In November 2015, Plaintiff saw Mr. Robert Parsons, CNP. (Tr. 785). Plaintiff reported "significant anxiety, periods of depression, and frequent panic attacks". Id. Plaintiff stated the symptoms began "approximately ten years ago". Id. Mr. Parsons found Plaintiff was "somewhat anxious" with "fair" behavior and insight. Id.
Medical Opinion Evidence
In October 2015, Dr. Shivers completed a Physical Medical Source Statement. (Tr. 772-75). He had treated Plaintiff since 2003, and diagnosed him with depression, anxiety, and hypertension with a "poor to fair" prognosis. (Tr. 772). Dr. Shivers noted Plaintiff had chest pain associated with panic attacks, and was prescribed Effexor and Ativan. Id.
Dr. Shivers opined Plaintiff could only walk one to two city blocks - not due to pain, but due to Plaintiff's fear of crowds. (Tr. 773). Plaintiff had no limitations on sitting or standing. Id. Dr. Shivers opined Plaintiff needed a job that permitted shifting positions due to anxiety. Id. He would need fifteen minute breaks every two to three hours due to chronic fatigue and pain. Id.
Plaintiff could occasionally lift up to twenty pounds, and rarely lift fifty. (Tr. 774). He could occasionally twist, stoop, crouch, bend, and climb ladders and stairs. Id. Dr. Shivers opined Plaintiff had significant limitations with reaching, handling, and fingering due to anxiety. Id. He was likely to be "off task" 25% or more of a workday. (Tr. 775). Dr. Shivers found Plaintiff incapable of even "low stress" work due to severe anxiety, and estimated he would be absent from work four or more days per month. Id.
Ms. Stahl completed a Mental Status Questionnaire in January of 2014 where she offered an opinion on Plaintiff's work related limitations. See Tr. 416-18. At the time she issued the opinion, Ms. Stahl had seen the Plaintiff five times. See Tr. 732, 736, 548, 574, 577. Ms. Stahl opined Plaintiff's flow of conversation, speech, mood, affect, cognitive functioning, and judgment were within normal limits. (Tr. 416). She opined Plaintiff's anxiety was "moderate to severe" with "debilitating panic attacks". Id. She opined Plaintiff's panic attacks prevented him from engaging in activities outside of his "comfort zone". (Tr. 417). Further, Ms. Stahl noted Plaintiff was referred to her for substance abuse issues and he appeared to be using cannabis to help with his anxiety. (Tr. 416). In February 2014, Ms. Stahl completed a Daily Activities Questionnaire. (Tr. 258). She noted Plaintiff lived independently with his adult son, but had difficulty leaving his "comfort zone" due to panic attacks. Id. Ms. Stahl noted Plaintiff claimed he was unable to work due to severe panic in unfamiliar social situations. Id.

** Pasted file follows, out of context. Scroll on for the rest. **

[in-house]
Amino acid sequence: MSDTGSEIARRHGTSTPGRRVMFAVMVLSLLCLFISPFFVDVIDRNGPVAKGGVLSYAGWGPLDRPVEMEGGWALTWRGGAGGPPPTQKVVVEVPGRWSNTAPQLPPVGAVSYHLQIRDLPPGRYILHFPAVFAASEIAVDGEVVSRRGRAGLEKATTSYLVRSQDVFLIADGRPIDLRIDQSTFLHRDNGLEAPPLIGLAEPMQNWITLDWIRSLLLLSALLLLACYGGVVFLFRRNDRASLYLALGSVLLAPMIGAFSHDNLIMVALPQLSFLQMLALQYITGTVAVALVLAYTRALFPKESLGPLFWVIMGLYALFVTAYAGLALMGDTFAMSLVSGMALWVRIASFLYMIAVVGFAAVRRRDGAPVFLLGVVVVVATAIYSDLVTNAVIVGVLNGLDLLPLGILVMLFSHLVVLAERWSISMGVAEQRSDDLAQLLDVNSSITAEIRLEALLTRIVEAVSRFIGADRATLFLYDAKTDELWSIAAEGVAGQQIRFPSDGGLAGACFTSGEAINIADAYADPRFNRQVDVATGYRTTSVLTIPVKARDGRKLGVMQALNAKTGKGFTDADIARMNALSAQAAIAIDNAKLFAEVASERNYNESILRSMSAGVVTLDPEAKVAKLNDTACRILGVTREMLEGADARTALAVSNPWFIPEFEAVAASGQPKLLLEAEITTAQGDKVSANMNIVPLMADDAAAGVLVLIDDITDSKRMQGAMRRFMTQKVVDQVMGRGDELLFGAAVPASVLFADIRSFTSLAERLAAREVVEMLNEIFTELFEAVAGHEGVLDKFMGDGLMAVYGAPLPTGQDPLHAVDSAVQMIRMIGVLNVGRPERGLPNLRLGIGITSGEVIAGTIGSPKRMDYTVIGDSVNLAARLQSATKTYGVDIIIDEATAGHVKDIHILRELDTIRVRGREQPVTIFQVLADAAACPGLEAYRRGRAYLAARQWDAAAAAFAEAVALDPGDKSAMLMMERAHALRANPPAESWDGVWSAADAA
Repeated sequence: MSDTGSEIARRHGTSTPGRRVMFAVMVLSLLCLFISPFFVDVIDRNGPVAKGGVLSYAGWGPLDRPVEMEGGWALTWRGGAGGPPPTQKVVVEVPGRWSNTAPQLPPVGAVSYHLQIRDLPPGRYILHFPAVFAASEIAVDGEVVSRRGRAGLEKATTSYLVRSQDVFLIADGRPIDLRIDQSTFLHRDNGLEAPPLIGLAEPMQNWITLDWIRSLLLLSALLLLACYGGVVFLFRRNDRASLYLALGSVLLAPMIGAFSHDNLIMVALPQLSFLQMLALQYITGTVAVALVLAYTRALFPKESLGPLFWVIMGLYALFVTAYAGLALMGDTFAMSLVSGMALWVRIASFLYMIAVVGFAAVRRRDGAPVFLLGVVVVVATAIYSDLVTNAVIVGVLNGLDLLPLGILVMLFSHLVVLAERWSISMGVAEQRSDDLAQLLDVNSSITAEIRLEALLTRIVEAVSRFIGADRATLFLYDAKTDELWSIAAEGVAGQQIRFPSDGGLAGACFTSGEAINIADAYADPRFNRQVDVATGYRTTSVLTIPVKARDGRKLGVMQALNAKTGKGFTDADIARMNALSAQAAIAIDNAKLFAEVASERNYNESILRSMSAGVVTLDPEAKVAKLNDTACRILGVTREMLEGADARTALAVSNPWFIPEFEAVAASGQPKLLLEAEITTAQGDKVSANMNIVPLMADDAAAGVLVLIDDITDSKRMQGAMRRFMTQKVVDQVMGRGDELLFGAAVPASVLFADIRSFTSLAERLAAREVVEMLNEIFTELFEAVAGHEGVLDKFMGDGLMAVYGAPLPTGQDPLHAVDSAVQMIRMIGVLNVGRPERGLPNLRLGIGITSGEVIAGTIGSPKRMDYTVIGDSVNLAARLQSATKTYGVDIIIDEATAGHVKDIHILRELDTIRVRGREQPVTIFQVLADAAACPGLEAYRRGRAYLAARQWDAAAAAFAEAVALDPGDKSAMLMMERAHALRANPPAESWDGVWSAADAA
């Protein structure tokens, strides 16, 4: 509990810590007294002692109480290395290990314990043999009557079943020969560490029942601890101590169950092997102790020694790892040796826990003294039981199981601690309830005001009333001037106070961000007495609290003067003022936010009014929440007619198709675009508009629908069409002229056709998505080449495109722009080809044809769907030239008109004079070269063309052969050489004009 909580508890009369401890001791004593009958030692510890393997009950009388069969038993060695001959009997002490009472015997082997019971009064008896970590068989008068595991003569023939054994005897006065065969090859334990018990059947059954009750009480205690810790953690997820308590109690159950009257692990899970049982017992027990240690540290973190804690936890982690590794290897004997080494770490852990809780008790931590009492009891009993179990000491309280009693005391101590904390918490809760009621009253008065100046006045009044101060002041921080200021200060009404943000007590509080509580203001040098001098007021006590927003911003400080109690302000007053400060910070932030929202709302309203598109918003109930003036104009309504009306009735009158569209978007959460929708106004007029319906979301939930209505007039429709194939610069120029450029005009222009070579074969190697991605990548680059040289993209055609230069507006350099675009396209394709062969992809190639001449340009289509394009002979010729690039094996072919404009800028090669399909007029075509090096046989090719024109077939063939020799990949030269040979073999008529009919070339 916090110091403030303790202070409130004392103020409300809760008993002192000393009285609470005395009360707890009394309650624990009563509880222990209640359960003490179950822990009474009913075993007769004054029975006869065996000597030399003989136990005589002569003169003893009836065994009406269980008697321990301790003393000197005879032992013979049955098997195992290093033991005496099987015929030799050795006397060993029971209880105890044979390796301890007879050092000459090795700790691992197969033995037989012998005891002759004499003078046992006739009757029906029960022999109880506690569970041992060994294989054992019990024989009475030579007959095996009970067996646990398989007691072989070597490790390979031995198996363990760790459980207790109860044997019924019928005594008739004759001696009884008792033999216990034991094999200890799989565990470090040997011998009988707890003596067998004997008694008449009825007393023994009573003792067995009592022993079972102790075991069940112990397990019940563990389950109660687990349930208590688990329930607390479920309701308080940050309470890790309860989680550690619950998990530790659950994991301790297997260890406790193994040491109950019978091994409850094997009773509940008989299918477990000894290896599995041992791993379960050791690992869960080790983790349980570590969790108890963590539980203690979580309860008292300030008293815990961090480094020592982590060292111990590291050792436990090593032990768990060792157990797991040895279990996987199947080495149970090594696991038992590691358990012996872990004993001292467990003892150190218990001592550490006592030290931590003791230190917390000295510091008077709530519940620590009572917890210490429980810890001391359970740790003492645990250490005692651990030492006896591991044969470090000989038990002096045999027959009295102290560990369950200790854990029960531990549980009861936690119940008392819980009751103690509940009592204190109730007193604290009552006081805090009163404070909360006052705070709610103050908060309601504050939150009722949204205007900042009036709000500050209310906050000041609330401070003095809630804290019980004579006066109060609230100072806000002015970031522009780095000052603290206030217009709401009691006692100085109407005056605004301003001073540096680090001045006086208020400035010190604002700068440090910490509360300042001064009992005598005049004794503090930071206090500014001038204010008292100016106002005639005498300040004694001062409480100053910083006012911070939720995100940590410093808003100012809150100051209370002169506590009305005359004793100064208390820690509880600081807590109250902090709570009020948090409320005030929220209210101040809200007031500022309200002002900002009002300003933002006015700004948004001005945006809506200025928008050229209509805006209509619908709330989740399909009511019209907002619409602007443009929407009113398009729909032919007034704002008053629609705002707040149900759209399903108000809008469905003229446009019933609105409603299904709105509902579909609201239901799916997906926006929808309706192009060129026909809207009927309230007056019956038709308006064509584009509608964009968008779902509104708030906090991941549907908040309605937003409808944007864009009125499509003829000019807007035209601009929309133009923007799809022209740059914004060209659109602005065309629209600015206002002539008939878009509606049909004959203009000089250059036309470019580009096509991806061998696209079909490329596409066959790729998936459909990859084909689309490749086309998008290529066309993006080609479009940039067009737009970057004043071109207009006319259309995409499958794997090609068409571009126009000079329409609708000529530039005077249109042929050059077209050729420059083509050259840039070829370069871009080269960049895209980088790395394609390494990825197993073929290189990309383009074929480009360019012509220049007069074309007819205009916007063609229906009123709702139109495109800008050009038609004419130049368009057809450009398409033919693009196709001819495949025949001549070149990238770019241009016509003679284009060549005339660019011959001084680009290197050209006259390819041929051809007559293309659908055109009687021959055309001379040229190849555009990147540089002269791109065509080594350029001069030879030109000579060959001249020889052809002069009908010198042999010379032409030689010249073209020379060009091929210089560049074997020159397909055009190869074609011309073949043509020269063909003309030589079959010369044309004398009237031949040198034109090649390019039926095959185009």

In December 2015, Mr. Parsons, completed a Mental Impairment Questionnaire. (Tr. 787-88). He examined Plaintiff on one occasion in November 2015. (Tr. 787). He diagnosed Plaintiff with panic disorder, and PTSD. Id. Mr. Parsons found Plaintiff also had chronic depression, severe panic attacks, and anxiety. Id. Mr. Parsons opined Plaintiff had a poor prognosis and was "unable to work in any capacity". (Tr. 787-88).
Mr. Parsons opined Plaintiff was "unable to meet competitive standards" in his ability to carry out short or detailed instructions; maintain attention and concentration; sustain an ordinary routine without supervision; work in coordination or in proximity to others; perform at a consistent pace; remember locations or procedures; get along with coworkers; maintain socially appropriate behavior; set goals; be aware of workplace hazards; or respond to changes in a work setting. Id.
The check-box form defines a person who is unable to meet competitive standards as one who "cannot satisfactorily perform this activity independently, appropriately, effectively, and on a sustained basis in a regular work setting." (Tr. 787) (emphasis in original).
Plaintiff had "no useful ability to function" in his ability to understand and remember detailed instructions; interact with the public; perform on a schedule; be punctual; or complete a normal workday without interruptions from psychologically based symptoms. Id.
The same form describes a person with no useful ability to function as someone who has an "extreme limitation. . . [and] cannot perform this activity in a regular work setting." (Tr. 787) (emphasis in original).
Mr. Parsons also completed a Physical and Mental Abilities Assessment for the Portage County Department of Job and Family Services in December 2015. See Tr. 789. Mr. Parsons opined Plaintiff could remember work locations and procedures, but could not maintain concentration; sustain a routine; carry out instructions; perform on a schedule; or interact with the public. Id. He concluded Plaintiff was "unable to work in any capacity at this time". Id.